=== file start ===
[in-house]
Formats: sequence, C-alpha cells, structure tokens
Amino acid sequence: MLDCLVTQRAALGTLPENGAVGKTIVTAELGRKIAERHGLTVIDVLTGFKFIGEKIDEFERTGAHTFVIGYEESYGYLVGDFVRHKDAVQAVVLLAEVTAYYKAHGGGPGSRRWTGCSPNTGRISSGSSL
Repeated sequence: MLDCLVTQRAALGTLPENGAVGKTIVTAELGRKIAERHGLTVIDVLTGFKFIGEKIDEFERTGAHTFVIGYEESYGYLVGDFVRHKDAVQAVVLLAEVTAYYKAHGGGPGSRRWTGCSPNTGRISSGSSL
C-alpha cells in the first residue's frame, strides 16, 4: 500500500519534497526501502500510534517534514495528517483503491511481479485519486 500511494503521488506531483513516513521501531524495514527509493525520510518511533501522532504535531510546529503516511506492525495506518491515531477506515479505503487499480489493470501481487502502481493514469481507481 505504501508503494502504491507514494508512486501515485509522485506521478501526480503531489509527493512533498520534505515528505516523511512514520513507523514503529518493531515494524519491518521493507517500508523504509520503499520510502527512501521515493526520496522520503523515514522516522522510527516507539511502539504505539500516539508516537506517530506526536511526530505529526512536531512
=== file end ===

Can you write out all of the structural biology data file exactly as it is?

[in-house]
Formats: sequence, C-alpha cells, structure tokens
Amino acid sequence: MLDCLVTQRAALGTLPENGAVGKTIVTAELGRKIAERHGLTVIDVLTGFKFIGEKIDEFERTGAHTFVIGYEESYGYLVGDFVRHKDAVQAVVLLAEVTAYYKAHGGGPGSRRWTGCSPNTGRISSGSSL
Repeated sequence: MLDCLVTQRAALGTLPENGAVGKTIVTAELGRKIAERHGLTVIDVLTGFKFIGEKIDEFERTGAHTFVIGYEESYGYLVGDFVRHKDAVQAVVLLAEVTAYYKAHGGGPGSRRWTGCSPNTGRISSGSSL
C-alpha cells in the first residue's frame, strides 16, 4: 500500500519534497526501502500510534517534514495528517483503491511481479485519486 500511494503521488506531483513516513521501531524495514527509493525520510518511533501522532504535531510546529503516511506492525495506518491515531477506515479505503487499480489493470501481487502502481493514469481507481 505504501508503494502504491507514494508512486501515485509522485506521478501526480503531489509527493512533498520534505515528505516523511512514520513507523514503529518493531515494524519491518521493507517500508523504509520503499520510502527512501521515493526520496522520503523515514522516522522510527516507539511502539504505539500516539508516537506517530506526536511526530505529526512536531512